Horn Records - that should delight anyone interested in gypsy, Middle
Eastern, Balkan, and world jazz sounds...
Tom Surowicz,Minneapolis Tribune, March 18, 2000
Turkish clarinet virtuoso Barbaros Erköse made his
reputation playing tzigane, the melancholy, microtonal music of the Turkish
Rom people, or Gypsies. But Rom music by its very nature is a blend, shaped
by the gradual migration of nomads from India to Europe, and Erköse’s
music reflects his own experience as well as that of his ancestors. He
was born into a musical family in 1936, and in 1961 he and his brothers
Ali (violin) and Selahattin (oud) went to work for the state-owned Radio
Istanbul — the most reliable employer of Rom musicians at the time.
Together they developed a repertoire of dance, folk, and fasil (light
classical) music, gaining popularity at home and abroad; they spent the
next several decades recording and touring... Now, with his own seven-member
group, he’s twisting it some more. On the new Lingo Lingo (Golden Horn)
there’s an original called “Yalvaris,” which was inspired by
a North African dance song he heard in a French disco, and some of his
dazzling improvisations borrow motifs, rhythmic accents, and intervallic
leaps from jazz. Joining him for this rare local performance will be Ucal,
cellist Tuncay Erköse (his son), and percussionist Ali Gorgulu.
Peter Margasak, Chicago Reader, March 22, 2000
Barbaros Erköse and band swing around globe
People who think that crossing international borders
between musical styles is a modern phenomenon should slide the new album
by Barbaros Erköse into their CD players.
It quickly becomes apparent that well before African
artists started dropping Western funk licks into their music or American
rockers began dabbling in Indian classical styles, this gypsy clarinetist
from Turkey was absorbing ’40s and ’50s American jazz in all its swinging,
Erköse and his ensemble make their local debut tomorrow
night at the Somerville Theatre.
"Barbaros comes from a long line of clarinet players
from a gypsy Roman family", explained Ates Temeltas, who is managing the
group’s North American tour. "Music is very much in their lives."
"As he grew up, he also listened to a lot of jazz people
like Benny Goodman. He didn’t even realize what he was listening to. And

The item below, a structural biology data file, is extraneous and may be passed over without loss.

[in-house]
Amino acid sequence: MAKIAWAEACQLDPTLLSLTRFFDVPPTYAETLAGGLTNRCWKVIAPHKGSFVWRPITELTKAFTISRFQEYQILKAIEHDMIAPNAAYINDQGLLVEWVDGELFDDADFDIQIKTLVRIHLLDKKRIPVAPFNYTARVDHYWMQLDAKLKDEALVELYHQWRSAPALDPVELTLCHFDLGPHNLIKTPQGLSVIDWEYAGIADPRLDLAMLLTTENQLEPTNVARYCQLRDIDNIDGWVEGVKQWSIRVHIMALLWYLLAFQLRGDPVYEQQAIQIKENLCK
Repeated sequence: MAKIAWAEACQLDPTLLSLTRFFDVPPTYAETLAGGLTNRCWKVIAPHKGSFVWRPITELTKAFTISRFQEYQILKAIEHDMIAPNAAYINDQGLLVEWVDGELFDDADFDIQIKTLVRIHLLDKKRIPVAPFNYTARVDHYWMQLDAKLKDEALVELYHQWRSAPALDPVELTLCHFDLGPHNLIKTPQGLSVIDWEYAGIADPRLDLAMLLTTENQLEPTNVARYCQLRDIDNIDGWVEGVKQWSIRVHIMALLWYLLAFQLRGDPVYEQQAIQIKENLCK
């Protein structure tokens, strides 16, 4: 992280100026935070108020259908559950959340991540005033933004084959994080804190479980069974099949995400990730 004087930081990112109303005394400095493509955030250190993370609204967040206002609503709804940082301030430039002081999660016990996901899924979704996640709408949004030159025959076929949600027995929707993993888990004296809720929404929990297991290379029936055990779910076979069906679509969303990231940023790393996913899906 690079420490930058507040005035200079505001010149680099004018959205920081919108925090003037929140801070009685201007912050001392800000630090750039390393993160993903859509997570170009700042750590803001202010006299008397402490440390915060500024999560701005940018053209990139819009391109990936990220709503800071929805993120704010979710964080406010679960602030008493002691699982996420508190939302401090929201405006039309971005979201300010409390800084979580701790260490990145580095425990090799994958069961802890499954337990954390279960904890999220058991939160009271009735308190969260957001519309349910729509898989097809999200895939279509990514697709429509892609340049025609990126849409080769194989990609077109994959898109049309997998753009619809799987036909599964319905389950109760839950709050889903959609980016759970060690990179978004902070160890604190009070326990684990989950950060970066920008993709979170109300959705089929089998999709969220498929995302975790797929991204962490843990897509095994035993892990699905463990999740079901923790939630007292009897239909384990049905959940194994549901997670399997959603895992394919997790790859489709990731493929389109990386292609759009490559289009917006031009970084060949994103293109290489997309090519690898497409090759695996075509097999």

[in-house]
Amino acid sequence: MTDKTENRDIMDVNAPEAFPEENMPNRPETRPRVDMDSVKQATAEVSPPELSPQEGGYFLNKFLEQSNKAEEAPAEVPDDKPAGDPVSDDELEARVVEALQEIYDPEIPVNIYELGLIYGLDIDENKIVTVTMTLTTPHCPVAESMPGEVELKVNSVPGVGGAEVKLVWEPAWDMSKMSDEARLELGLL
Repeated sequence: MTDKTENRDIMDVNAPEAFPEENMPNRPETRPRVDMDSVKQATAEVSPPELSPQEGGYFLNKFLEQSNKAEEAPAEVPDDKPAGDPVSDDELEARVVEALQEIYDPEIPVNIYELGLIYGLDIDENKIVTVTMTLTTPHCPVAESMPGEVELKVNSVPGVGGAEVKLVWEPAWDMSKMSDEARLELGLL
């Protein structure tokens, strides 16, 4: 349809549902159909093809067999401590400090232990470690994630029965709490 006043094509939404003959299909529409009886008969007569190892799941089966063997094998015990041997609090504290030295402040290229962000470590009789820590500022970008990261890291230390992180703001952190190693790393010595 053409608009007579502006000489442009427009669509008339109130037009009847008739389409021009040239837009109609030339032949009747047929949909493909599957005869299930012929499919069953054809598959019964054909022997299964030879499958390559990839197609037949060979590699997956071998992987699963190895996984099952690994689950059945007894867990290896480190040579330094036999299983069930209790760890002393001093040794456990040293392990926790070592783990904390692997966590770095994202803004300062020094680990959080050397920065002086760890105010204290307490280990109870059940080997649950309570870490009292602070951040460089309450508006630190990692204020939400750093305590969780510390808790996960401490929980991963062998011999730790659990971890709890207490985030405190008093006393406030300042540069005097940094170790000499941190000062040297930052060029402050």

his family has roots in Greece so Barbaros also has a tendency toward
a Balkans taste in music."
"Lingo Lingo", the most recent disc from Erköse,
has a distinct Middle Eastern quality, with the leader’s slinky improvisations
winding through the traditional instrumentation of the oud, darbuka, violin,
and the Turkish zither known as the kanun.
There’s also more than a touch of adventure in the band’s
playing. Erköse likes to experiment, having collaborated with American
jazz trombonist Craig Harris, Tunisian oud player Anour Brahem and others.
"Much of what the band plays is called fasil music, which
is a 20th century extension of classical music", said Temeltas. "It’s
a lot lighter and livelier, a more entertaining kind of music. Then he
added in the colors of folk."
Bob Young, Boston Herald, March 17, 2000
The sinuous, virtuoso clarinet work of Turkish-born Gypsy
Erköse snakes its way through a heady synthesis of backing stuff.
The music has its grounding in a light, classical Turkish style called
fasil and traditional Rom (Gypsy) music. Erköse’s sparkling new CD
Lingo Lingo (Golden Horn Records) also flirts with more contemporary urban
Turkish and Greek sounds, Arabic and North African strains, tango, folk
idioms, and improvisation techniques strongly influenced by Western jazz.
To Western ears this is exotic, intoxicating music loaded with intricate
charm and the kind of insinuating drive that inspires some to leap up
on tables and whirl like dervishes.
Rick Mason, City Pages, Minneapolis, March 15, 2000